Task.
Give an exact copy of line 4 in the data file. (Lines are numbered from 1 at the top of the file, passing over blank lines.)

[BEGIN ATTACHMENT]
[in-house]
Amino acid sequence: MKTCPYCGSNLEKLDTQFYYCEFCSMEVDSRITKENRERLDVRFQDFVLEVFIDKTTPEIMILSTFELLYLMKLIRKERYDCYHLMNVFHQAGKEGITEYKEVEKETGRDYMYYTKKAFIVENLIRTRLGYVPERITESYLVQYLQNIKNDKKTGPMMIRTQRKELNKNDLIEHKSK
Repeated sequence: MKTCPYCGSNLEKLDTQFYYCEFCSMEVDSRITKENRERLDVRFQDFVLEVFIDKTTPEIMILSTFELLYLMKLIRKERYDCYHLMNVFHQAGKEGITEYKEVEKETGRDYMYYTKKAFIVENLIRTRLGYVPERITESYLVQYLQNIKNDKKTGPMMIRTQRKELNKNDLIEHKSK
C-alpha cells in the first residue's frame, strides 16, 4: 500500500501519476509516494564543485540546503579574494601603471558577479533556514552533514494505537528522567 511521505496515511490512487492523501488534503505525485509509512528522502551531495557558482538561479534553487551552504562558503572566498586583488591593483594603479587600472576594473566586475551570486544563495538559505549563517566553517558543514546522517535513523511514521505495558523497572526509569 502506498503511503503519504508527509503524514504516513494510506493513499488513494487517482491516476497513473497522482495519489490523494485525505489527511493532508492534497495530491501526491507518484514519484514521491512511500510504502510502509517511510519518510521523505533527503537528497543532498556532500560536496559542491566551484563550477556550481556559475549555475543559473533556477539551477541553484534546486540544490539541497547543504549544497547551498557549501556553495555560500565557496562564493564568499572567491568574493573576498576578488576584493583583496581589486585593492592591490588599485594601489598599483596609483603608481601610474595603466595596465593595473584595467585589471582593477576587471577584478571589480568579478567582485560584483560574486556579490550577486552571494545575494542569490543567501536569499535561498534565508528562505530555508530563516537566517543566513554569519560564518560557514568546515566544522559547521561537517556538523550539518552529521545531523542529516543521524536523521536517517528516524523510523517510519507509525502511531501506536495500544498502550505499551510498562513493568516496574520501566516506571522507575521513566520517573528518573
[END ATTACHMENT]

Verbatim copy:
C-alpha cells in the first residue's frame, strides 16, 4: 500500500501519476509516494564543485540546503579574494601603471558577479533556514552533514494505537528522567 511521505496515511490512487492523501488534503505525485509509512528522502551531495557558482538561479534553487551552504562558503572566498586583488591593483594603479587600472576594473566586475551570486544563495538559505549563517566553517558543514546522517535513523511514521505495558523497572526509569 502506498503511503503519504508527509503524514504516513494510506493513499488513494487517482491516476497513473497522482495519489490523494485525505489527511493532508492534497495530491501526491507518484514519484514521491512511500510504502510502509517511510519518510521523505533527503537528497543532498556532500560536496559542491566551484563550477556550481556559475549555475543559473533556477539551477541553484534546486540544490539541497547543504549544497547551498557549501556553495555560500565557496562564493564568499572567491568574493573576498576578488576584493583583496581589486585593492592591490588599485594601489598599483596609483603608481601610474595603466595596465593595473584595467585589471582593477576587471577584478571589480568579478567582485560584483560574486556579490550577486552571494545575494542569490543567501536569499535561498534565508528562505530555508530563516537566517543566513554569519560564518560557514568546515566544522559547521561537517556538523550539518552529521545531523542529516543521524536523521536517517528516524523510523517510519507509525502511531501506536495500544498502550505499551510498562513493568516496574520501566516506571522507575521513566520517573528518573